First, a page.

The usage of combination of onion (Allium cepa), tomato (Solanum lycopersicum) and garlic (Allium sativum) in legume preparations is vogue in North India but the amounts of these three additives need to be optimized to enhance iron bioavailability from the legumes. Four levels of the three additives were set where onion and tomato were added to 100 g of base legume i.e. dehusked mungbean (Vigna radiata) @ 25, 50, 75 and 100g each while garlic was added @ 5, 10, 15 and 20g. The inclusion of the combination of onion tomato and garlic at levels Level 1 (4.55), Level 2 (5.37), Level 3 (5.80) and Level 4 (7.11) had a significantly (pâ‰¤0.05) higher ascorbic
acid level when compared to the legume with no additive (0.26mg). Î²-carotene content increased significantly (pâ‰¤0.05) at all the levels (15.42 to 36.2Î¼g) when compared to the legume with no additive (13.64Î¼g/100 g fresh weight) Similarly, the in vitro iron bioaccessibility increased significantly (pâ‰¤0.05) when the level of fortification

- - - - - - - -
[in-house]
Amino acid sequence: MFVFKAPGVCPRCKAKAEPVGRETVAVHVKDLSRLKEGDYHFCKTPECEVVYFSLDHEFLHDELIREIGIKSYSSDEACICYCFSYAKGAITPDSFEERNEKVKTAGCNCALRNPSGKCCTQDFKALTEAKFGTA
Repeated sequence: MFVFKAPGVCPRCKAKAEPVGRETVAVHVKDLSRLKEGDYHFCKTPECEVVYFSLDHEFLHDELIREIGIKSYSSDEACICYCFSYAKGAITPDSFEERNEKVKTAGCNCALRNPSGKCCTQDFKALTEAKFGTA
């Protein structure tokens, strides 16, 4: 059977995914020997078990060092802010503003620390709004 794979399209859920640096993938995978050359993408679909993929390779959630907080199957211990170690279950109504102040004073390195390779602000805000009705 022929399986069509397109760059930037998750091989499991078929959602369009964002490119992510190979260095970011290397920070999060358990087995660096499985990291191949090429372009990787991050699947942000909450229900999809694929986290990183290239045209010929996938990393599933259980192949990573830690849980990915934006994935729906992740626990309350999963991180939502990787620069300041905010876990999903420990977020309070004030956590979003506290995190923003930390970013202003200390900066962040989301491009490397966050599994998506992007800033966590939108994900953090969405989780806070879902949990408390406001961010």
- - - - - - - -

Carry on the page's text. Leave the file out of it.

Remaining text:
increased, the percent increase being 11.9, 14.1, 25.6 and 54.6 % at Level 1, 2, 3 and 4, respectively when compared to the legume with no additive . The study concluded that the combination of onion (100g), tomato (100g) and garlic (20g) can enhance the bioaccessibility of iron from legumes maximally, hence, the observation can be useful in evolving dietary strategies to maximize the bioavailability of minerals from legumes.
Dialyzable iron, Garlic, In vitro iron bioaccessibility, Onion, Tomato
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